Not so dirt cheap

Not so dirt cheap

The coffee on your desk might never have arrived this morning. Deforestation rates in Ethiopia – one of the world’s top coffee exporters – are so high, records show, that forest is slashed from 40 to less than 3 percent of the country.

As well as surviving deforestation, those most prized coffee beans would also have fought for every nutrient and drop of water among the most degraded and barren soils in sub-Saharan Africa.

Soil loss in Ethiopia is an expensive problem, adding up to more than US$100 million every year. The country is locked in a cycle of land degradation and poverty, costing it soil, money and not just coffee – but other crops as well.

Lulseged Tamene likes his coffee. But not as much as he likes the idea of breaking that cycle of soil degradation and poverty. “It may not mean much for a farmer that soil erosion in Ethiopia’s highlands reaches over 130 tons per hectare every year,” said Tamene.

“Partners understand better if they can see interventions in the landscape, what erosion means in terms of yield loss, what challenges are and how to solve them.”


Rising above the challenges

While farmers realized they were losing soil, they did not know how much, nor what to do about it. At the same time, researchers had identified top drivers of soil loss including  planting crops on steep slopes, combined with intense rainfall, bare sloped land and poor land management.

Together with key partners including ILRI, ICRAF, IWMI, ICRISAT and Mekelle University, Tamene is part of the Africa RISING research team in Ethiopia, which is working together with communities to tackle soil loss. Led by ILRI, CIAT’s component in the research involves collecting and analyzing soil data to advise communities about better land and water management practices, to protect the whole landscape.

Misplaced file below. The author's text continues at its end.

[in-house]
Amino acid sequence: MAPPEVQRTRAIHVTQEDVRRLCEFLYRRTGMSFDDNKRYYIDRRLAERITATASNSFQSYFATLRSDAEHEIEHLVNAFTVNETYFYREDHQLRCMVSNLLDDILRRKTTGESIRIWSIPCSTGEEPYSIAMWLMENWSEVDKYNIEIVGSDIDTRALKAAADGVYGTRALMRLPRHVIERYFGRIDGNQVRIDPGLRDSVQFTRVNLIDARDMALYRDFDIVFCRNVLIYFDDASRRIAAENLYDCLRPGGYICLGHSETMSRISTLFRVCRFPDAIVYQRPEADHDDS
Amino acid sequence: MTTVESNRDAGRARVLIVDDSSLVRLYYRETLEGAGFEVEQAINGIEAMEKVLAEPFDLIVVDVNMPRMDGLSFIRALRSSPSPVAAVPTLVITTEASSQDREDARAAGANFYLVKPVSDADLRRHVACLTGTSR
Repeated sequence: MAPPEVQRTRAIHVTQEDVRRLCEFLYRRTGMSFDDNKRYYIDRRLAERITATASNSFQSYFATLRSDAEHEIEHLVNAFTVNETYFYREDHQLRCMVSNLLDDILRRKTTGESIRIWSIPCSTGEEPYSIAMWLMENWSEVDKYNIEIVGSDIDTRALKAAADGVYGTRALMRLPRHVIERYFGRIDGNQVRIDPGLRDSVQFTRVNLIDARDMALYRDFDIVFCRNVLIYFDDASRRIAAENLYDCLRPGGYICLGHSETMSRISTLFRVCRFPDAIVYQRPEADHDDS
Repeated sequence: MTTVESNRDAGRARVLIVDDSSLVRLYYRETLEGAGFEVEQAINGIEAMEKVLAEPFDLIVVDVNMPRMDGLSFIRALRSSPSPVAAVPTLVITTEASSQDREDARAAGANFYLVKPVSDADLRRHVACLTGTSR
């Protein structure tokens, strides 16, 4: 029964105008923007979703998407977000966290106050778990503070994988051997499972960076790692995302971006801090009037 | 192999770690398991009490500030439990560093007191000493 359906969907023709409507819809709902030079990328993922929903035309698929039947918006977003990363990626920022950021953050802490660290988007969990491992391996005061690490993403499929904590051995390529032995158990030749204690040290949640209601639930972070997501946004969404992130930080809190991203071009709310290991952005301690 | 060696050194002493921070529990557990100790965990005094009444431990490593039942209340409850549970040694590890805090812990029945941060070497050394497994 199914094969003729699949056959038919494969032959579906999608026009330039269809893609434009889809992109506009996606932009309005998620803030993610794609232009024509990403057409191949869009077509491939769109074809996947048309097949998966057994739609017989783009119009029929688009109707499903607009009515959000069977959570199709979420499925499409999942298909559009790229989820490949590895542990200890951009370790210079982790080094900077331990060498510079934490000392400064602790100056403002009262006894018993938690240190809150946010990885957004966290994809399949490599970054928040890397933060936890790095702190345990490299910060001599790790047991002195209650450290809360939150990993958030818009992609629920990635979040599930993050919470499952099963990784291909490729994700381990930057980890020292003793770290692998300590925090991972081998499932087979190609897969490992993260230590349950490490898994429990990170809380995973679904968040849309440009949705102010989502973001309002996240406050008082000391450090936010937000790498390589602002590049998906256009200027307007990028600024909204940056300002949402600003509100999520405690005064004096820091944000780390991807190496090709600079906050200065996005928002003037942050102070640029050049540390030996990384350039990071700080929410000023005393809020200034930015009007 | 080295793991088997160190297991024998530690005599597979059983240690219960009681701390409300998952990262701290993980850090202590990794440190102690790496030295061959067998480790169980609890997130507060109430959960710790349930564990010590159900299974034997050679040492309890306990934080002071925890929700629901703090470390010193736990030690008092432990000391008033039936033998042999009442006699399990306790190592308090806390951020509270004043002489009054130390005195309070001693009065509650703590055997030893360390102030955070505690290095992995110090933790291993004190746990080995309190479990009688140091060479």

Sustainable intensification, the team argued, can best be done through Integrated Natural Resources Management: tackling soil erosion at the whole landscape level – rather than at farm plot level – to transform dust bowls into healthier landscapes, better able to withstand climate shocks.

Research teams worked together with the local community to pin-point major areas of soil erosion, like landslide areas, to identify options for how best to manage them. To show farmers that land degradation is reversible if managed well, an exchange visit was arranged to Tigray region, where watersheds have been transformed from desert-like conditions.

The Chairman of Adisghe County, near Debre Birhan city, recorded the visit on his mobile phone and showed the footage to his community, inspiring them to transform their eroded landscape. “I knew that if we did one tenth of the work they did, we could bring our land back,” he said.


Africa Rising the climate-smart way

Two years later, the proof is literally in the landscape. Trial data shows doubled yields in some areas following good agronomic practices and appropriate fertilizer application. After hands-on training in the field, the community has built check dams, ditches and ponds, and water has percolated through to the lower part of the landscape.

This not only improves the structure of the soil – it also improves the retention capacity of the landscape. Especially valuable during drought, more water is now available for farming and other income-earning activities.

Research is still ongoing to collect, analyze and map soil data to build a more complete picture. Challenges remain, among them the need for more communities to start using the approaches that have already worked.

Africa RISING’s coordinator Kindu Mekonnen, said: “We have introduced these new technologies, created good partnerships with communities and demonstrated how different technologies are useful. Now we need to take this to the wider scale – we’re in the process of working with partners to do that.”

Download brief: Bringing soils to life

Picture credits: Georgina Smith / CIAT